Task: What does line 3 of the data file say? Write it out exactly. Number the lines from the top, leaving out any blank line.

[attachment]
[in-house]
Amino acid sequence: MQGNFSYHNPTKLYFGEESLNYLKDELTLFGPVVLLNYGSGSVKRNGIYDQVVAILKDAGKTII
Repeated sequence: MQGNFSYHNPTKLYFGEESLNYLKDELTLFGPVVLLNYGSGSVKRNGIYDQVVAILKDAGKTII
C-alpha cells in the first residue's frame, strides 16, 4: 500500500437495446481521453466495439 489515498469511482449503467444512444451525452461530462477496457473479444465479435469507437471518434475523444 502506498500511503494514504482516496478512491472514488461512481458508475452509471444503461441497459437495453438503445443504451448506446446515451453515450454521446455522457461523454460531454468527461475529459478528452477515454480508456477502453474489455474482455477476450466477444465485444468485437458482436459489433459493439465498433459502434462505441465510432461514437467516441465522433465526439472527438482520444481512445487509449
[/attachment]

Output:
Repeated sequence: MQGNFSYHNPTKLYFGEESLNYLKDELTLFGPVVLLNYGSGSVKRNGIYDQVVAILKDAGKTII